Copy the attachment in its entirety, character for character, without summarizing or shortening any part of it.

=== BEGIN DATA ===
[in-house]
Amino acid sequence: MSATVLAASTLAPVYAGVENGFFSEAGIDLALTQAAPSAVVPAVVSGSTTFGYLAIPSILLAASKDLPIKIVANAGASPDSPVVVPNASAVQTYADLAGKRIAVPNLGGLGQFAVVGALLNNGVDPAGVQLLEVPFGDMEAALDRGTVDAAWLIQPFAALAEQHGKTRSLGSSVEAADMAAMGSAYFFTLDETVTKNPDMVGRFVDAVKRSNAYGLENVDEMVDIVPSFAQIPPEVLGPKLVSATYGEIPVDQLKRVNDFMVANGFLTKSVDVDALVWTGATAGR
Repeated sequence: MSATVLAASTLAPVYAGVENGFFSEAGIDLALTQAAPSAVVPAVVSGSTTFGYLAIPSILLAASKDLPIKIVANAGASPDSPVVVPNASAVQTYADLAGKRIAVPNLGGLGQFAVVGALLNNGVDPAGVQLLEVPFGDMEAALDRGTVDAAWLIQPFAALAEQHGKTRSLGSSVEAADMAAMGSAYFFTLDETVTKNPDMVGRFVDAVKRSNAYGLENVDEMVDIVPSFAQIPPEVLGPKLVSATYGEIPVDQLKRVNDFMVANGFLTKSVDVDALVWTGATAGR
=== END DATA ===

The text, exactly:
[in-house]
Amino acid sequence: MSATVLAASTLAPVYAGVENGFFSEAGIDLALTQAAPSAVVPAVVSGSTTFGYLAIPSILLAASKDLPIKIVANAGASPDSPVVVPNASAVQTYADLAGKRIAVPNLGGLGQFAVVGALLNNGVDPAGVQLLEVPFGDMEAALDRGTVDAAWLIQPFAALAEQHGKTRSLGSSVEAADMAAMGSAYFFTLDETVTKNPDMVGRFVDAVKRSNAYGLENVDEMVDIVPSFAQIPPEVLGPKLVSATYGEIPVDQLKRVNDFMVANGFLTKSVDVDALVWTGATAGR
Repeated sequence: MSATVLAASTLAPVYAGVENGFFSEAGIDLALTQAAPSAVVPAVVSGSTTFGYLAIPSILLAASKDLPIKIVANAGASPDSPVVVPNASAVQTYADLAGKRIAVPNLGGLGQFAVVGALLNNGVDPAGVQLLEVPFGDMEAALDRGTVDAAWLIQPFAALAEQHGKTRSLGSSVEAADMAAMGSAYFFTLDETVTKNPDMVGRFVDAVKRSNAYGLENVDEMVDIVPSFAQIPPEVLGPKLVSATYGEIPVDQLKRVNDFMVANGFLTKSVDVDALVWTGATAGR